How to Get Married in Norway

A wedding in Norway

Dreaming of a fjordside wedding? Here's the rules and regulations about marriage in Norway.

Foreign citizens living in Norway can get married in the country – to a Norwegian or to each other.

Weddings in Norway are overseen by the Norwegian Tax Administration. That might sound odd, but they are the authority responsible for the National Population Register.

In this article, we've pulled together the rules for who can get hitched and how to go about it, plus a look at some of the wedding traditions you can expect here in Norway.

Who can marry in Norway?

Two Norwegian citizens and/or residents of Norway of either gender are able to get married in Norway.

Getting married in Norway: Who can marry and Norwegian wedding traditions.

Same-sex marriage became legal in Norway in 2009 following the passing of a gender-neutral marriage bill. At this point, Norway was the first Scandinavian country and the sixth country in the world to legalise same-sex marriage. Previously, Norway had permitted same-sex couples to enter into registered partnerships as far back as 1993.

In 2015, the Church of Norway voted to allow same-sex marriages to take place in its churches, a practise that began in 2017.

Norwegian wedding traditions

At first glance a wedding in Norway appears similar to one in the UK or USA. You can expect a ‘first dance' and a guestbook, but there are plenty of differences too.

Wedding speeches

The biggest difference you'll notice is the number of speeches. In Norway you can expect speeches from the father of the bride, the groom, the bride, the chief bridesmaid, the best man, the father of the groom, and then anyone else who feels compelled to chip in with a toast or some advice to the newlyweds!

Another key difference is that the speeches tend to be spread out throughout the dinner, between courses, rather than delivered all in one go after the dinner. I've also heard from some people that the speeches tend to have a more formal, emotional tone in Norway.

The old church in Olden, Norway

Kissing and other curiosities

There are also a number of Norwegian wedding traditions that can really confuse you if you're a first-time attendee!

When you hear other guests start tapping their cutlery against their glass – clink, clink, clink – the happy couple must stand and kiss. You may also hear the stamping of feet, which is the queue for the couple to get under the table and kiss.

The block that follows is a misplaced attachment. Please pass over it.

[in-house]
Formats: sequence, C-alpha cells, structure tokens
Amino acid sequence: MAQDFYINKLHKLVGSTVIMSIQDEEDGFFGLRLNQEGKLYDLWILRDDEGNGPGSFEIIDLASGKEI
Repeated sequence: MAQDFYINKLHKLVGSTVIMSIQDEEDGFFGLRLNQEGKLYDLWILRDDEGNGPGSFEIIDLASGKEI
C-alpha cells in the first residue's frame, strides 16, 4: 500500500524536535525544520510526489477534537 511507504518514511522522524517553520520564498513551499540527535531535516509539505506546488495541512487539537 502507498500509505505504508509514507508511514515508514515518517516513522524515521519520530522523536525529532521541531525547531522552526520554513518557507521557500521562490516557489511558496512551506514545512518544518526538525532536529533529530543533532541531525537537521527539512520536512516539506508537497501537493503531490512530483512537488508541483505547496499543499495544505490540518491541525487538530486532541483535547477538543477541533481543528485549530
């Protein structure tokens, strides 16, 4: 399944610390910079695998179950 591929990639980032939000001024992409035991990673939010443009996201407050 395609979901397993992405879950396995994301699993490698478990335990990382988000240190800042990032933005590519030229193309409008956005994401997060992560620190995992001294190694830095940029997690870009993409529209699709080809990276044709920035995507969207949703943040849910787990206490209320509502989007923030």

When the Bride visits the bathroom, all female guests should kiss the Groom on the cheek, with the reverse happening when the Groom leaves!

Places to get married in Norway

Two types of wedding venues are popular in Norway: outdoors with the country's landscapes providing a spectacular backdrop, or in one of the many traditional churches throughout the country.

Ceremonies within the country's beautiful stave churches are especially popular, although these need to be booked well in advance as they are not generally open in the winter and many aren't suitable for weddings.

But beyond stave churches, rural Norway is home to a huge number of traditional churches. Many are close to the water's edge offering just as memorable an experience.

A stunning stave church in Lom, Norway

Conducting the formalities overseas and holding a symbolic ceremony in Norway opens up a tremendous number of possible locations, although you'll likely need the services of a wedding planner to pull everything together.

And of course there's always the option of a city. Big cities like Oslo, Bergen, Stavanger and Trondheim have a good range of hotels and other venues that offer wedding services. It could be cheaper and/or easier to hold the ceremony in a city and then take your honeymoon touring the country.

Requirements for getting married in Norway

The requirements for getting married in Norway depend on the immigration status of both people.

Norwegian citizens and permanent residents

If both people are Norwegian citizens and/or foreign citizens that hold permanent residence, the requirements are the same. You simply need to apply for a certificate of no impediment to enter into marriage, which is a straightforward process, detailed below.